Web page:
Document Detail

Exercise-induced vasculitis.
MedLine Citation:
PMID:  16643140     Owner:  NLM     Status:  MEDLINE    
BACKGROUND: Usually misdiagnosed and ignored in the literature, exercise-induced vasculitis (EIV) is not uncommon, occurring mostly in long-distance runners and in females after long walks, especially in hot weather. OBSERVATIONS: I report 23 otherwise healthy patients (22 females, 1 male) who developed EIV after walking or hiking in hot weather. Erythematous, urticarial or purpuric plaques arose on the lower legs, not involving skin compressed by socks. Symptoms included itch, pain, and burning sensation. Lesions resolved after some days. Relapses were frequent at further muscular exercise, and could be prevented in some cases by compression hosiery, manual lymphatic drainage, intake of oedema protective agents, or steroids (local or systemic). INVESTIGATIONS: Histopathology demonstrated leucocytoclastic vasculitis in five biopsies, and urticarial vasculitis in one. Extensive blood investigations have been performed in six patients and were negative. No clear relation with chronic venous disease (duplex or Doppler) had been established in 12 patients. CONCLUSIONS: I suggest denominating this condition exercise-induced vasculitis. This clinical entity is well defined, but poorly recognized. The presentation of 23 original cases demonstrates its reality.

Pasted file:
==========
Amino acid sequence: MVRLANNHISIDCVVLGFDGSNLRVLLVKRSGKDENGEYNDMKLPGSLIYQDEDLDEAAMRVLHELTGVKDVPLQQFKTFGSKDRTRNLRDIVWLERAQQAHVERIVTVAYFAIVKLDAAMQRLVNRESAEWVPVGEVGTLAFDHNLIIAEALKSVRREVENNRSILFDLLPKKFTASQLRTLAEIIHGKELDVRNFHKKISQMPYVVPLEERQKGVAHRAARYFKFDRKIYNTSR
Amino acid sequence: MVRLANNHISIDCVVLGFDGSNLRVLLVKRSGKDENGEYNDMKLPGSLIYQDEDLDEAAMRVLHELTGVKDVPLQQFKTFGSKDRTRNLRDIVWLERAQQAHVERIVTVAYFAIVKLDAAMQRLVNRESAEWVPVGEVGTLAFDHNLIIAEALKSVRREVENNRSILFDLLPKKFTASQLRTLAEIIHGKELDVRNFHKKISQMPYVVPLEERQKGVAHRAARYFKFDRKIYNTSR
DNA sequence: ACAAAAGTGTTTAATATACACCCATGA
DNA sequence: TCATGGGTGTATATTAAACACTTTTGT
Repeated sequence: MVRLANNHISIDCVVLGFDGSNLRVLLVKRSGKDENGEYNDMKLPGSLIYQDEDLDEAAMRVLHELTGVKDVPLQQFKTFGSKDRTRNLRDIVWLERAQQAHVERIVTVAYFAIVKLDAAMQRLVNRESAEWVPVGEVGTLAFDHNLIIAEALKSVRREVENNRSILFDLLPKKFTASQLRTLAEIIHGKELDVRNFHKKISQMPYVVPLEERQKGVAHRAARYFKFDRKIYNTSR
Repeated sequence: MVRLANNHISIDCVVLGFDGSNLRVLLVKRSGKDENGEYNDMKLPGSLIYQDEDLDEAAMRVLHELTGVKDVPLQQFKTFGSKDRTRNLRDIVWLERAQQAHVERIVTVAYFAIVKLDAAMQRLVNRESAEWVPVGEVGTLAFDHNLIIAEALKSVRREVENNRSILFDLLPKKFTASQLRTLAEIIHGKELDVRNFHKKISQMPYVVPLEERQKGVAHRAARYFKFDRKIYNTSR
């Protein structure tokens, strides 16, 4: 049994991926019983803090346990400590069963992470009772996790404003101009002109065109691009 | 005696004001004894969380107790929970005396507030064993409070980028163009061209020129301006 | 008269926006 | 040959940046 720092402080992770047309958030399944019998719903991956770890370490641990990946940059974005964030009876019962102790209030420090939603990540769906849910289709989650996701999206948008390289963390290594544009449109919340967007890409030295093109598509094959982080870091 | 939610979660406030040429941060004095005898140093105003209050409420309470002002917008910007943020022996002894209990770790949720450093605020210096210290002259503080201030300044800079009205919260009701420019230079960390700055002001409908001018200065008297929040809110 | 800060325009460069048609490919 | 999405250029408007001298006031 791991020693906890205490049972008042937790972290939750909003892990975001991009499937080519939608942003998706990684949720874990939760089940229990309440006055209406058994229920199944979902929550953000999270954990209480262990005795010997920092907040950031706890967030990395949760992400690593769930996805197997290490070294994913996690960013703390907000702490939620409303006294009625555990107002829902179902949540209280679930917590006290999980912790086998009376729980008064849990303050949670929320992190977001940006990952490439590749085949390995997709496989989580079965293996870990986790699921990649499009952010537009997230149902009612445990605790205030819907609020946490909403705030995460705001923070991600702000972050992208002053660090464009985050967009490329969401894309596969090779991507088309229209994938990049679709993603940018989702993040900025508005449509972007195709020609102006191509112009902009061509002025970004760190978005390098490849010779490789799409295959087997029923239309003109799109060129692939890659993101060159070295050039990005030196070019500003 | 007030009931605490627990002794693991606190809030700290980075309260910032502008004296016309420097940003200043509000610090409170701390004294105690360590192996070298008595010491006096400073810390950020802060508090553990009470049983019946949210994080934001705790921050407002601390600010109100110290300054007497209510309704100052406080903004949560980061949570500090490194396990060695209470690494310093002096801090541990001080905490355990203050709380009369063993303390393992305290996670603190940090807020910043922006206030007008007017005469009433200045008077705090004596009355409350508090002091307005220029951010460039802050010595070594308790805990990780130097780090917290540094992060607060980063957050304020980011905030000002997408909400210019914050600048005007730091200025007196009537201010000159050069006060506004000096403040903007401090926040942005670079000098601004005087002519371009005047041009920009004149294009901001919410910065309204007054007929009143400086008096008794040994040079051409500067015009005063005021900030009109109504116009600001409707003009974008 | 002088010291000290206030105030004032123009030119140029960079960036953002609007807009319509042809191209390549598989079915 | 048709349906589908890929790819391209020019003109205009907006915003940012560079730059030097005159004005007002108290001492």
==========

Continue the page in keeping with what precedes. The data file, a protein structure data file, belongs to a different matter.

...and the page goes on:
A-A Ramelet
Publication Detail:
Type:  Journal Article    
Journal Detail:
Title:  Journal of the European Academy of Dermatology and Venereology : JEADV     Volume:  20     ISSN:  0926-9959     ISO Abbreviation:  J Eur Acad Dermatol Venereol     Publication Date:  2006 Apr 
Date Detail:
Created Date:  2006-04-28     Completed Date:  2006-06-02     Revised Date:  2009-11-19    
Medline Journal Info:
Nlm Unique ID:  9216037     Medline TA:  J Eur Acad Dermatol Venereol     Country:  Netherlands    
Other Details:
Languages:  eng     Pagination:  423-7     Citation Subset:  IM    
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MeSH Terms
Leg Dermatoses / etiology*,  pathology,  therapy
Middle Aged
Vasculitis, Leukocytoclastic, Cutaneous / etiology*,  pathology,  therapy

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